On 15 September 2015, the foreign embassies of Australia, Canada, Denmark, France, Norway, Japan, Sweden, the United Kingdom, and the United States of America issued a joint statement calling on the Burma Government to ensure transparency in the 2015 elections. The focus of their announcement highlighted a growing concern amongst observers of Burma’s transition towards democracy, “As the campaign in Myanmar officially begins, however, we, as international partners invested in the success of this country and these elections, are concerned about the prospect of religion being used as a tool of division and conflict during the campaign season.”
The statement was released on the heels of the Union Election Commission’s (UEC) decision to exclude certain candidates from taking part in the upcoming 2015 elections. While the “vetting” process is not uncommon for potential parliamentary candidates, critics of the exclusions noted that they disproportionately targeted Muslim minority representatives, notably the Rohingya. This move by the UEC will likely preventthe Democracy and Human Rights Party, a major representative for Muslims in Arakan State and around Burma, from participating whatsoever in the upcoming elections.
The Ministry of Foreign Affairs in Burma has since responded to the joint statement, claiming that it could, “bring about unwarranted, negative impacts on the efforts being made by all the people of Myanmar.” Disturbingly, the Ministry has instead chosen to “categorically reject” the statement made by the embassies on the grounds that it is sowing discord within the society in Burma in the lead up to the 2015 elections.
A key driving force observed in the repression of religious minorities has been the ultra-nationalist Buddhist organization, Association to Protect Race and Religion, otherwise known as the Ma Ba Tha. Led by the extremist Buddhist figure Wirathu, the organization recently celebrated the passing of the controversial Race and Religion Protection Laws. The passing of this legislation in such a short matter of time is a clear sign of the influence held by the organization over the Burma Government. To be clear, this legislation has been condemnedfor being flagrantly discriminatory towards ethnic and religious minorities, namely Muslims, and for imposing sexist birth-planning requirements on women.
Barely transparent in their influence over Burma’s politics, the Ma Ba Tha took the time to urge voters against casting a ballot in favor of the National League for Democracy (NLD) parliamentarians who voted against the passing of the race and religion protection laws. Maw Kyun Sayardaw, the Deputy Secretary for the extremist group used the idiomatic expression “prawn’s brain” – often used in Burmese society as an insult or to undermine someone who is perceived as unintelligent – to describe the NLD stating, “Although the laws are for the good of the people, we will lose votes when trying to pass similar laws in the future if there are many MPs that are like ‘prawns’ in a future Parliament.”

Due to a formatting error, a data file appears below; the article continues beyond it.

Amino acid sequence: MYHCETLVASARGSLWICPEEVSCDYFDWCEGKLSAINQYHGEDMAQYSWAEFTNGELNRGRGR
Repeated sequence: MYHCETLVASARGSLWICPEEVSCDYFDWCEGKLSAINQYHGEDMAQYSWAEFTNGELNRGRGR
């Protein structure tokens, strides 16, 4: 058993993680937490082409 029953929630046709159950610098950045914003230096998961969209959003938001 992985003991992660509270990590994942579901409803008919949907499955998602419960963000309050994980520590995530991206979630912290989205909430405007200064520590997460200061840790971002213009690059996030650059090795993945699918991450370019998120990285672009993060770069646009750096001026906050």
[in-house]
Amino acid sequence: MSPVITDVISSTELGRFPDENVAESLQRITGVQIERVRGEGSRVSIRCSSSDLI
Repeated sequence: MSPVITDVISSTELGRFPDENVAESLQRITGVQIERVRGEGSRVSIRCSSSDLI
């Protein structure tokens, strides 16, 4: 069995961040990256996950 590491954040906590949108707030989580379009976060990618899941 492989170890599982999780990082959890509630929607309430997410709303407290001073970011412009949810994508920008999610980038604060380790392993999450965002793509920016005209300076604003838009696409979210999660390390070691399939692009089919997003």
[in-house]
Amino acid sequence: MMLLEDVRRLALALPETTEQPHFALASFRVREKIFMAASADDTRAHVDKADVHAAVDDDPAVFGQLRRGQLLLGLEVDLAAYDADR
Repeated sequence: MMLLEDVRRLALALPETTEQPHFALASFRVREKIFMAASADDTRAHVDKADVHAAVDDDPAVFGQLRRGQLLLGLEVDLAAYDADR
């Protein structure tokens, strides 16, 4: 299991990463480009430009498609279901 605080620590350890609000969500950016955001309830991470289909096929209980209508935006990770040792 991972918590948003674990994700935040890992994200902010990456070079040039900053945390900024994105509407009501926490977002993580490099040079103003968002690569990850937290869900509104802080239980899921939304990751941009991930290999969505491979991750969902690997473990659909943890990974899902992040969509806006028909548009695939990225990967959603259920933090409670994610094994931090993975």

As Burma quickly heads towards the date of the 2015 elections, 8 November, there is growing concern that the Ma Ba Tha will use their political and social influence to incite violence against those deemed to be acting against their agenda, whatever that may be. In 2012, extremist and anti-Muslim ideology contributed towards the persecution of Rohingya throughout Arakan State, which resulted in hundreds of deaths, the systematic burning of homes, and the eventual displacement of 140,000 people.
For the November 2015 elections to be free and fair, there must be absolutely no room for discrimination against religious minorities. The Burma Government must adhere to the statement issued by the foreign embassies and provide transparent reasoning for the dismissal of Muslim representatives as parliamentary candidates. In addition, the growing influence of the hateful Ma Ba Tha must be addressed, and the group must be kept an arm’s length from the 2015 elections. Any involvement on their part is sure to bring about further disenfranchisement of Muslims, hateful propaganda, and even violence.
The international community has invested a lot in the 2015 elections in the hope that they will be free and fair – unlike the fraudulent elections of 2010. Similarly, people of Burma, both within the country and abroad, are hopeful that the 2015 elections will finally mark the beginning of Burma’s transition to democracy. While Burma’s diverse civil society has worked hard to ensure that the upcoming elections produce positive results, it is now the time for the Burma Government to be held accountable to their promises and prove that they have the genuine political will to transfer the country into a functioning democracy. Otherwise, the international community must prepare to take effective measures, including revising their current policy and strategy in engagement with Burma.